“I needed a personal change, too – after 56 years in one town, anyone has skeletons,” Cain says. “In June 2011, I closed on a property in San Antonio and since then we’ve gone from 12 trucks to 75, and I expect that we’ll have 100 trucks by this summer. We’ve grown by 300 percent in the past 18 months and I believe we’ll double our size by next year.”
He stresses that “if you can’t be successful in the Texas oil business, you’re not trying too hard,” but adds that he has not been the sole reason for the company’s success. Lake Truck Lines’ staff has helped the company successfully manage its growth and prepare it for growth going forward.
“I worked alone for 27 years, but that wasn’t really our successful time,” Cain says. “Last December I hired a COO, Bruce Booker, who has worked for me for the past six years and now manages the day-to-day business.
“This allows me to focus on the big picture of the corporation and all of our employees,” he continues. “A few months ago I also hired a management consulting firm, because once you reach a certain size, you cap your skill set. They have really helped us make great strides.”
The success of Lake Truck Lines is important to Cain, he explains, because he wants this to be “the last job my employees will ever have.” Lake Truck Lines employs about 70 drivers and 15 office staff, and each one of them plays a vital role in the company, Cain stresses. In three years, his goal is for Lake Truck Lines to have an employee stock ownership plan in place.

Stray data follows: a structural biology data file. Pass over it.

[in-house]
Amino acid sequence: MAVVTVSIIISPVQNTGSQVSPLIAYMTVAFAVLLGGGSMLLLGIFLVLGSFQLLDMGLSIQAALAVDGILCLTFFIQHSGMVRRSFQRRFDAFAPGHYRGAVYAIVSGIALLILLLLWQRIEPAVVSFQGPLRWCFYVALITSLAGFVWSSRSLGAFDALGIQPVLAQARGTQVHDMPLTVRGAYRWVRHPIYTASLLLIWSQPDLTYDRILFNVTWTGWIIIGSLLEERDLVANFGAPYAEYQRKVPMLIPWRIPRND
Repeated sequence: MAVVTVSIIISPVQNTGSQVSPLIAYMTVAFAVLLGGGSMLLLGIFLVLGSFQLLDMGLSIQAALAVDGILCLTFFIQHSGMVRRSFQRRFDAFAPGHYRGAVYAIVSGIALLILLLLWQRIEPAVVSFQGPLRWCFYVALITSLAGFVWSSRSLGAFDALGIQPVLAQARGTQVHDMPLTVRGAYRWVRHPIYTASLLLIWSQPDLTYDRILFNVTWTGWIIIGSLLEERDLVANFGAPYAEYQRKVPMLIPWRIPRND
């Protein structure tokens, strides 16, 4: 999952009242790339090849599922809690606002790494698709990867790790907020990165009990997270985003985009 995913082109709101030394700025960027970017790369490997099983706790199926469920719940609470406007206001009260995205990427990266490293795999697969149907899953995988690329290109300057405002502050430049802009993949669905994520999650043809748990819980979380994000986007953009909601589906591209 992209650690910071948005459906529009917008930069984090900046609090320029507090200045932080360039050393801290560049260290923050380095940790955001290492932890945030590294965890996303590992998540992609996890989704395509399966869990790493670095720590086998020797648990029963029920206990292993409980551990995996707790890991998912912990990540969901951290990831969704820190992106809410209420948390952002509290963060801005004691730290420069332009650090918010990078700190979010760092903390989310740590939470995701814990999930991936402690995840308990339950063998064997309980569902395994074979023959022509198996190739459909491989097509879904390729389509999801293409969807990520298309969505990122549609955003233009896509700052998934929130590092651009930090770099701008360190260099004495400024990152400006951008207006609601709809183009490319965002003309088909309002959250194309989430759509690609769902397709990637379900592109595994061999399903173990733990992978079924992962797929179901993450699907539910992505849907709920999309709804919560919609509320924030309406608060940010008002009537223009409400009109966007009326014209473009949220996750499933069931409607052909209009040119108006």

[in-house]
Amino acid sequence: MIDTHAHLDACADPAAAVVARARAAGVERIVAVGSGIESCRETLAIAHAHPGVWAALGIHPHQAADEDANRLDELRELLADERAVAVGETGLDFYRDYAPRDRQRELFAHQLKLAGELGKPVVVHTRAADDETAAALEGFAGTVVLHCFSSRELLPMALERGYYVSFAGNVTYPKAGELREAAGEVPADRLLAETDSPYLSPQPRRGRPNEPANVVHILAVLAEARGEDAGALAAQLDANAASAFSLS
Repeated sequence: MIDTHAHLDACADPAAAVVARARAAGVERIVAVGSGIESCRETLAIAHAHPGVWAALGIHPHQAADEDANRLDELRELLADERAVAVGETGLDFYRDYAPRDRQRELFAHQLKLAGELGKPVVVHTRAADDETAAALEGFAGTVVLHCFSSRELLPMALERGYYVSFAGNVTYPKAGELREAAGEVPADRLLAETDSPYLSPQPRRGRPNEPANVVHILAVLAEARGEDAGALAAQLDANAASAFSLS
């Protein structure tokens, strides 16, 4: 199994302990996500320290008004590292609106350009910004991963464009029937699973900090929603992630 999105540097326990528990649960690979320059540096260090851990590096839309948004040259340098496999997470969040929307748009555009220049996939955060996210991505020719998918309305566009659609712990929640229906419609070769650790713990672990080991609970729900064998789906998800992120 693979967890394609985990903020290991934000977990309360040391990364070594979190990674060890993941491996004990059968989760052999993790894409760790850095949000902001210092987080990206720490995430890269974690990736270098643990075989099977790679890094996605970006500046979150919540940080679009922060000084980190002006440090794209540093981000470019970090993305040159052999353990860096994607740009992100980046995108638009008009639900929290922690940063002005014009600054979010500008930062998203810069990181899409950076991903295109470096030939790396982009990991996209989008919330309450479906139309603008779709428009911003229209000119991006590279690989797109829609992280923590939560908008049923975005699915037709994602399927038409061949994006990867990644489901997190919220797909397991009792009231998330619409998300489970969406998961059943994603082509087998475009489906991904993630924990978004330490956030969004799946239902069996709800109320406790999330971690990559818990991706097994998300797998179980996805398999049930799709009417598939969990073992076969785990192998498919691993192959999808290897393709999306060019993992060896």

“I wouldn’t know what to do with a sack full of money, so I’m putting money back into the company and turning the employees into owners,” he says. “We have made a lot of improvements, and I know this company is strong enough to keep going.
“We used to make mistakes over and over, but we’re making fewer mistakes now and we’re not dropping the ball. By not making mistakes twice, the staff is freed up to do their jobs and everyone knows their responsibilities.”
He notes the management consultant team has been helping Lake Truck Lines improve in a number of ways, one of which is how it holds meetings. By establishing “simple and regular” meetings with his team – five minutes every morning and 30 minutes every Friday – Cain has found the communication to be much more effective.
“We talk about what happened yesterday, what is going on today and the roadblocks we’re facing,” he explains. “It is effective, useful and real information is exchanged.”
Part of the company’s strength is due to the fact that it is diversifying its operations and enhancing its services. In summer 2011, Lake Truck Lines was having difficulty in obtaining more trailers, Cain explains, when he met some officials from Gallegos, one of the largest trailer manufacturers in Mexico. Cain started thinking about all of the equipment shortages in the oil and gas industry, and saw an opportunity for Lake Truck Lines to expand its offering.